Felt tip pen. A wide-angle look at Ron Cobb's first bridge design, one he affectionately called California Split-Level. There were to be both giant video screens and two large viewing bubbles that would also feature computer readouts. On final approach these view ports, normally covered by protective shells, would open like giant eyes. This would enable four crew members to monitor the landing from gimbal-mounted seats with the aid of the computerised 'heads-up' displays. In the central, elevated area of the bridge, the ship's officers determine the overall course and position of the ship, their only visual aid an elaborate multi-screen display of computer data.

The proposed set was deemed far too expensive, and only the wing seats shown here survived in the finished film.



Felt tip pen, ink & acrylic. This more refined version of the earthship control bridge - enclosed and windowless - has a large video screen displaying data from outside. It incorporates the stark, utilitarian look of the bridge of a supertanker.


Felt tip pen. Side, front and back of the standard crew seat.

A rough sketch of the left-hand wing seat facing a control console on the bridge.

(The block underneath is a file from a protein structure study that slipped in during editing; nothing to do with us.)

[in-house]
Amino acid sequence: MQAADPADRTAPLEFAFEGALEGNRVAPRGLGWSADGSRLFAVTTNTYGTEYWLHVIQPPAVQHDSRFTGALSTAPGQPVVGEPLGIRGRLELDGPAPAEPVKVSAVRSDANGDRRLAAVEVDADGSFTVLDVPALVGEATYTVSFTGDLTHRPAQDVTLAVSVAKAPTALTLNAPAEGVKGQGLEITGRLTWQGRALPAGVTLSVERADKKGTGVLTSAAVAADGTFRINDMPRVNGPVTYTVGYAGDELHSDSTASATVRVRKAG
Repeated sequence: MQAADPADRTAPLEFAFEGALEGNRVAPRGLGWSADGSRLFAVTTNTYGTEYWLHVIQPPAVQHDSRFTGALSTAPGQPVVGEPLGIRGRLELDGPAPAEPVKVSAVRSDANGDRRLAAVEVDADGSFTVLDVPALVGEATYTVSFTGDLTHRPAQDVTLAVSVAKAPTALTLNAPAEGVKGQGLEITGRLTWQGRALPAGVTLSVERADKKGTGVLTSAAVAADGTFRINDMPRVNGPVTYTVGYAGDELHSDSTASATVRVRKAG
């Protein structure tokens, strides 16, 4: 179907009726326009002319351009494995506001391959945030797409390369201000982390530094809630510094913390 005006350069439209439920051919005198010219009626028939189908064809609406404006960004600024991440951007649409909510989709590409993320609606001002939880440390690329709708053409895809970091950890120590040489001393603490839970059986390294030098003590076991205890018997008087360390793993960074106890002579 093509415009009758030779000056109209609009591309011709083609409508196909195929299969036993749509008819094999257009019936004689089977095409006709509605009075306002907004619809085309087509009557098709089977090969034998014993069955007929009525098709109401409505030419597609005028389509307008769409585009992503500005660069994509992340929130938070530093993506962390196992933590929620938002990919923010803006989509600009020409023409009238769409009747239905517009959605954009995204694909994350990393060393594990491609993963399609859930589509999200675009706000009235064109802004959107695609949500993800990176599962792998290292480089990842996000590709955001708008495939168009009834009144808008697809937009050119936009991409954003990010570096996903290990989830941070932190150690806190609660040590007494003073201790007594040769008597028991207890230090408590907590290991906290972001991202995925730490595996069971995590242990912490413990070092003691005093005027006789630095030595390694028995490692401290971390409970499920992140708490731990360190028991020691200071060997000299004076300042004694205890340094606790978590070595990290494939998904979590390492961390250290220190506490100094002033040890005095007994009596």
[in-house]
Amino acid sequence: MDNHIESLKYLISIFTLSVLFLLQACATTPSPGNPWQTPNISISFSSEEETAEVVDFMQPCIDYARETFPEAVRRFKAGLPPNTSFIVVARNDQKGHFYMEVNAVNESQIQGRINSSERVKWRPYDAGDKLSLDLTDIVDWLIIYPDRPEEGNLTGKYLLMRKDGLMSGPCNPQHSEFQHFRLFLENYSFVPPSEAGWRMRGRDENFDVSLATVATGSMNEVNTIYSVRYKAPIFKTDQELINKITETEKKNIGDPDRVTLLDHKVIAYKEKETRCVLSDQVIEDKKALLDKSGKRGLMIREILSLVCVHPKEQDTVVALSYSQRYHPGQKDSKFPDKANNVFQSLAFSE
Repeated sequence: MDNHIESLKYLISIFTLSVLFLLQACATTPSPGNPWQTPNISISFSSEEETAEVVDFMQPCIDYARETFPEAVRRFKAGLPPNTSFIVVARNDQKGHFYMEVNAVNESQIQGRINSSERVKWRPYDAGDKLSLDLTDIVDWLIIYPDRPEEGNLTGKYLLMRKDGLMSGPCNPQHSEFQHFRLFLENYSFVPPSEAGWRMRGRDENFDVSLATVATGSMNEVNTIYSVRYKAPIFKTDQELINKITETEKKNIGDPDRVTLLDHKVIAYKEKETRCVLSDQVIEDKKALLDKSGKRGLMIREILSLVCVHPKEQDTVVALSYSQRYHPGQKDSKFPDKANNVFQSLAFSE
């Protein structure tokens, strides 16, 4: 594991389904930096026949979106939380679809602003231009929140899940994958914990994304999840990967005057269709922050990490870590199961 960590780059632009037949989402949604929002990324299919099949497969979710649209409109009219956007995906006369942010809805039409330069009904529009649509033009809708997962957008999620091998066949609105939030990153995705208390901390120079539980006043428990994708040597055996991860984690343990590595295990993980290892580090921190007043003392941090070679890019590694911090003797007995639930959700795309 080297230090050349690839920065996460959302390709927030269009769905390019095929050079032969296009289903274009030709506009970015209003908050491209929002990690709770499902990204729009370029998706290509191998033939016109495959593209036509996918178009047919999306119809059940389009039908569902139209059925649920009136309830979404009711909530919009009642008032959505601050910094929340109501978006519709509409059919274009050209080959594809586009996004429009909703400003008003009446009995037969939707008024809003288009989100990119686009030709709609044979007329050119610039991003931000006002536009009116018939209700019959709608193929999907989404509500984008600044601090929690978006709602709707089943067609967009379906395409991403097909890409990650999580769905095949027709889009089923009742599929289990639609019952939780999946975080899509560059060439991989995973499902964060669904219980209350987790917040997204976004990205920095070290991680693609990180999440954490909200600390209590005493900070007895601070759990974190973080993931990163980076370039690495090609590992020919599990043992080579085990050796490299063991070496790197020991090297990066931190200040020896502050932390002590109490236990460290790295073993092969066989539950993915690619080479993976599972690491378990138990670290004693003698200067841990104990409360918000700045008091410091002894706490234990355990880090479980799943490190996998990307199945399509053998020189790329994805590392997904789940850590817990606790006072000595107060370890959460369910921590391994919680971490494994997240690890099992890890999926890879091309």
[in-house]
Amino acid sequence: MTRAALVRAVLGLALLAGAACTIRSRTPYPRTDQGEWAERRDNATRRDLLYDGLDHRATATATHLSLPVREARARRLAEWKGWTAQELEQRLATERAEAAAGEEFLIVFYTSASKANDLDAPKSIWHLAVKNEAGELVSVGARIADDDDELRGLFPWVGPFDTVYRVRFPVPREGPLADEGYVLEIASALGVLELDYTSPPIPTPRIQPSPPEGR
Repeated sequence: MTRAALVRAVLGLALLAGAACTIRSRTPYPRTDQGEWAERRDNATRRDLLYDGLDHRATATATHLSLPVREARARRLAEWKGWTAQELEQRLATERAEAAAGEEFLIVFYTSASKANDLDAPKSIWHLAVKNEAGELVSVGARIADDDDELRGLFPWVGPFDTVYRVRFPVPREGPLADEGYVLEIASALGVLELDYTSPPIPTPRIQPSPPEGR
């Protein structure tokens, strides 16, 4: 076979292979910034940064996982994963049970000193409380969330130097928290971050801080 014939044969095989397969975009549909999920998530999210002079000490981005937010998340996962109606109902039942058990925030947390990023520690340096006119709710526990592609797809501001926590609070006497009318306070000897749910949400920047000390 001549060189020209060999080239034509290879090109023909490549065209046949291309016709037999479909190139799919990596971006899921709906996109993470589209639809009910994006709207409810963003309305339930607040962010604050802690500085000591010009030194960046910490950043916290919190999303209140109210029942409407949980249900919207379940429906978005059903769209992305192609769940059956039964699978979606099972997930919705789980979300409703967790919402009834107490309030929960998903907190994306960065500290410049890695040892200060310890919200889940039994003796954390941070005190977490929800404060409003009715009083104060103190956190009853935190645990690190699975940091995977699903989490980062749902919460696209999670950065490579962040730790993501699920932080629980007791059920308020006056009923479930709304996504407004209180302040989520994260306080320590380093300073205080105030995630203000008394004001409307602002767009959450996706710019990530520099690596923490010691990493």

The rear of the bridge is very close to the final Cobb sketch as seen above.



Pencil. A rendering of the rear section of the Nostromo bridge, with the cramped and cluttered look of a B-52 bomber interior. This was the final design.

RON COBB: My first version of the bridge was very spacious indeed; sort of split-level, California style with these huge windows. I had this idea for a spectacular shot where you'd see the approaching planet rolling by on console screens, and then suddenly the windows would open and light would flood in and there would be the actual planet outside doing the same roll as the one on the screen. But it was decided that we could'nt afford it, and we'd have to go to a Star Trek bridge with no windows and a viewing screen.

RON COBB: By the time I got to London, Michael Seymour decided he liked the window idea and came up with this hexagon-shaped bridge that was radially symmetrical. Then Ridley wanted overhead consoles, and wanted to make the set tighter, more claustrophobic, like a fighter bomber, and I just started suggesting shapes and forms that would conform to that. The windows eventually became bubbles you could sort of get to in outrigger seats that would overhang the windows.
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